on some afternoons, where there were no boys to piss off, we would pick on her yaya, who was the first liar!bitch i've ever known in my life. i remember cutting out letters from old Moneysaver magazines (anybody remember these?) and pasting them on bond paper to form non-traceable death threats. we'd cut them up, paste them and fold them and valerie would be the one to tuck them inside her cousin's mailbox. brilliant kids, yes we were. did neng the yaya ever really found out? i don't think i remember having been reprimanded though.

come may, we'd spend most early evenings in church (yes! yes! YES!), singing and offering flowers (YES!) to the blessed virgin, well, because it was may and it was her month, and it was a good way to stay out of the house for a few more hours, for a few more stories, especially on nights when there wasn't really anything interesting on TV. 'interesting' meant either bubble gang, power rangers or some random friday night cartoon on channel 2 (ewoks, anyone?). i forgot to mention, this was also before telenovelas.

curfew was usually 7:30 p.m. my mother would tell both of us off for staying out so late. how ever could i have explained to my mother how taguan was far more interesting after 6 p.m.? and that it really was more interesting biking outdoors than staying in to watch over our newly born brother?

my mother heard none of my excuses. (krista was a very quiet girl) she was convinced valerie and the rest of the girls we had spent most of our summer days with were bad company.

well, looking back, i really don't think they were. i was just a 12-year-old girl with 12-year-old priorities, that's all.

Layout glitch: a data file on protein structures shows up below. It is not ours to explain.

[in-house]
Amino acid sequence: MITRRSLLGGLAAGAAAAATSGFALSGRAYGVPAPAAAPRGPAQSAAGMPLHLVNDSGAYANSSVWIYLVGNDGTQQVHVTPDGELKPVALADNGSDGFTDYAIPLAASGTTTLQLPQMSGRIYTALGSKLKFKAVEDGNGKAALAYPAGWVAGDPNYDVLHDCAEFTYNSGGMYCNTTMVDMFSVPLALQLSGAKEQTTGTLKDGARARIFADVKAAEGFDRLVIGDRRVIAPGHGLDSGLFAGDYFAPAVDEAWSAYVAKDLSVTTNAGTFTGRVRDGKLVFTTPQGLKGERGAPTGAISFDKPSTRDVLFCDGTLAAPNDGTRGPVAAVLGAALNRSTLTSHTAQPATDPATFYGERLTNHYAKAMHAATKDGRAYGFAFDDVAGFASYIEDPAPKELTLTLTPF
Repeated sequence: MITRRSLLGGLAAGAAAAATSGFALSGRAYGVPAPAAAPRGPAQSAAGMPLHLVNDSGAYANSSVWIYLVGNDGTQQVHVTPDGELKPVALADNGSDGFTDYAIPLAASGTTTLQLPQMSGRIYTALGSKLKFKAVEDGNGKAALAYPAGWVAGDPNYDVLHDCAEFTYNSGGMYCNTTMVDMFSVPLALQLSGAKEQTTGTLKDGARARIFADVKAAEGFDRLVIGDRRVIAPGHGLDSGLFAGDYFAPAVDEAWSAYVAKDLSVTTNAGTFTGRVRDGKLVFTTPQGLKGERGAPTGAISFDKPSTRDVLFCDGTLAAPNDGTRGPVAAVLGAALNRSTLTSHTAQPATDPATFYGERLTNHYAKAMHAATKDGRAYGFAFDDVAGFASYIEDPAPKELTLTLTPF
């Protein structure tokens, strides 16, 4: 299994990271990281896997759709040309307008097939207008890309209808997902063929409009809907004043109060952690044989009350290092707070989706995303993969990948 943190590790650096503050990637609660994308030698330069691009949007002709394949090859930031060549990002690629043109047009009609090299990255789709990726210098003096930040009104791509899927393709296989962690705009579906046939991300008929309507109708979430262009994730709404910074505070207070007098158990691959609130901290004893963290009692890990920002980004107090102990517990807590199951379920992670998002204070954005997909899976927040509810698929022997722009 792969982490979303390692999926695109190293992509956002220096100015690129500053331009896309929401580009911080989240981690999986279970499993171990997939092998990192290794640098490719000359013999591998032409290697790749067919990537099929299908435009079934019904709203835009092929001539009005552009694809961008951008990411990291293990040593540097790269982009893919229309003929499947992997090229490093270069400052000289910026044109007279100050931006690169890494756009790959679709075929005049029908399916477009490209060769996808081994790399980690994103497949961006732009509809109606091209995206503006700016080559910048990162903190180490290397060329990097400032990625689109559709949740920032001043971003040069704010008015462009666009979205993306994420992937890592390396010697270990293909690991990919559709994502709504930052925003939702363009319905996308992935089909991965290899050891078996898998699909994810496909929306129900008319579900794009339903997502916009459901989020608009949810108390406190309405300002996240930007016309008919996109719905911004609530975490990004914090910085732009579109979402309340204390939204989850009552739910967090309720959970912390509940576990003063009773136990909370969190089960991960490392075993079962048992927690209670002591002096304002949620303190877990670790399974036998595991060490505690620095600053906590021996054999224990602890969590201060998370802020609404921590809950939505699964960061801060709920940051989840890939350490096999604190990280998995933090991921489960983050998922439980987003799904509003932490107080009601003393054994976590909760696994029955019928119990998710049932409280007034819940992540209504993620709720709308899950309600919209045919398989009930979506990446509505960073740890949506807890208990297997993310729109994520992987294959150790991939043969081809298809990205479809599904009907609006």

it took this long a time for me to finally admit to myself how i had really half-hated my mother for labeling my friends, dismissing them as not good influences when she never really got to know them in the first place -- but then, that was when i was a lot younger, and i thought i knew a lot of things.

come to think of it, maybe my mother really understood. maybe she also knew something else, like how she just had to speed up our maturity because she was going away quite soon.

* * *

i entered high school. valerie went to dubai to be with her mother. our mother died and we bought a computer and carmen sandiego and eventually, we hooked it up to the internet, and from hereon we started going out less.

my sister got to know her math really well, i had my new set of high school-related angst. i had friends to worry about, teachers to please, and my sister was struggling with her own non-math demons.

my sister then entered pisay, and i entered UP, and together we both added to our burdens some more. my sister started coming out of her shell; i ended up coming out of my closet. (haha.)

ten years -- several new friends, experiences, lessons -- later, the summers of 1995, 1996, 1997 now seem so long ago: the stuff for childhood-related memoirs, not at all unlike this one, just waiting to be unearthed.

* * *

later tonight, i will join my sister and my other cousin mark in valerie's 18th birthday celebration (a.k.a. en grandeng debut ng unica hija) and i will find out just how long we have come from illicit indian mangoes, games of pog and death threats using cut-out magazine letters.

i predict i will blush at the influx memories too embarrasingly juvenile, but i am positive i will enjoy reminiscing every single one of them.